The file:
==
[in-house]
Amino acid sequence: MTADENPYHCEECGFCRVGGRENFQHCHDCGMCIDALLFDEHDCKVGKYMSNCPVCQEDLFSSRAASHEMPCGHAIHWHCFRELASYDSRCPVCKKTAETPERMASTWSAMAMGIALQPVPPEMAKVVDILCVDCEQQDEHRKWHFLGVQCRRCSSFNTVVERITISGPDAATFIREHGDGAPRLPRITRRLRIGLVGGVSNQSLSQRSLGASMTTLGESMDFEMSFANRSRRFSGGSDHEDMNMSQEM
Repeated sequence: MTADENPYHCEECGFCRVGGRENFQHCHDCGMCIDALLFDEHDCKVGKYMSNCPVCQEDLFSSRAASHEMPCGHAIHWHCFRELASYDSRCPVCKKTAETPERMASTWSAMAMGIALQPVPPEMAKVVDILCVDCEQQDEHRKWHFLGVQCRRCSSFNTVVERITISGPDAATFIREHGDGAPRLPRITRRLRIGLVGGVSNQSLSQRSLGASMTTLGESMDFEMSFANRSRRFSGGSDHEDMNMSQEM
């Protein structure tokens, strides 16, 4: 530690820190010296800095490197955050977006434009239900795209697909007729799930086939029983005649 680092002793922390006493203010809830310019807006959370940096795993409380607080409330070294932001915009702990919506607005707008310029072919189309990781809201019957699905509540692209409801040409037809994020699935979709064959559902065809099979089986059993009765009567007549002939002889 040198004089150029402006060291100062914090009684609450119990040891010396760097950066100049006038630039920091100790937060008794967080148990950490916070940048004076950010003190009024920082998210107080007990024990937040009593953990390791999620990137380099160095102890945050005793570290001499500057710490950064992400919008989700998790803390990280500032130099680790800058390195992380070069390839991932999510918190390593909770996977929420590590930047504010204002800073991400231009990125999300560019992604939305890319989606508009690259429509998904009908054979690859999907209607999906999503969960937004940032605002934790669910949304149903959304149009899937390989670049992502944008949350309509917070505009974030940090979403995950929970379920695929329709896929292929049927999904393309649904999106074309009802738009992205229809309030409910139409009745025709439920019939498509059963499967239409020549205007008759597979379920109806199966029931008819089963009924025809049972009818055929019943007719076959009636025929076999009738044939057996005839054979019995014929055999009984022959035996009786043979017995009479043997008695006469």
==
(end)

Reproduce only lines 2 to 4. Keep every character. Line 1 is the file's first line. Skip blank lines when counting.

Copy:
Amino acid sequence: MTADENPYHCEECGFCRVGGRENFQHCHDCGMCIDALLFDEHDCKVGKYMSNCPVCQEDLFSSRAASHEMPCGHAIHWHCFRELASYDSRCPVCKKTAETPERMASTWSAMAMGIALQPVPPEMAKVVDILCVDCEQQDEHRKWHFLGVQCRRCSSFNTVVERITISGPDAATFIREHGDGAPRLPRITRRLRIGLVGGVSNQSLSQRSLGASMTTLGESMDFEMSFANRSRRFSGGSDHEDMNMSQEM
Repeated sequence: MTADENPYHCEECGFCRVGGRENFQHCHDCGMCIDALLFDEHDCKVGKYMSNCPVCQEDLFSSRAASHEMPCGHAIHWHCFRELASYDSRCPVCKKTAETPERMASTWSAMAMGIALQPVPPEMAKVVDILCVDCEQQDEHRKWHFLGVQCRRCSSFNTVVERITISGPDAATFIREHGDGAPRLPRITRRLRIGLVGGVSNQSLSQRSLGASMTTLGESMDFEMSFANRSRRFSGGSDHEDMNMSQEM
């Protein structure tokens, strides 16, 4: 530690820190010296800095490197955050977006434009239900795209697909007729799930086939029983005649 680092002793922390006493203010809830310019807006959370940096795993409380607080409330070294932001915009702990919506607005707008310029072919189309990781809201019957699905509540692209409801040409037809994020699935979709064959559902065809099979089986059993009765009567007549002939002889 040198004089150029402006060291100062914090009684609450119990040891010396760097950066100049006038630039920091100790937060008794967080148990950490916070940048004076950010003190009024920082998210107080007990024990937040009593953990390791999620990137380099160095102890945050005793570290001499500057710490950064992400919008989700998790803390990280500032130099680790800058390195992380070069390839991932999510918190390593909770996977929420590590930047504010204002800073991400231009990125999300560019992604939305890319989606508009690259429509998904009908054979690859999907209607999906999503969960937004940032605002934790669910949304149903959304149009899937390989670049992502944008949350309509917070505009974030940090979403995950929970379920695929329709896929292929049927999904393309649904999106074309009802738009992205229809309030409910139409009745025709439920019939498509059963499967239409020549205007008759597979379920109806199966029931008819089963009924025809049972009818055929019943007719076959009636025929076999009738044939057996005839054979019995014929055999009984022959035996009786043979017995009479043997008695006469």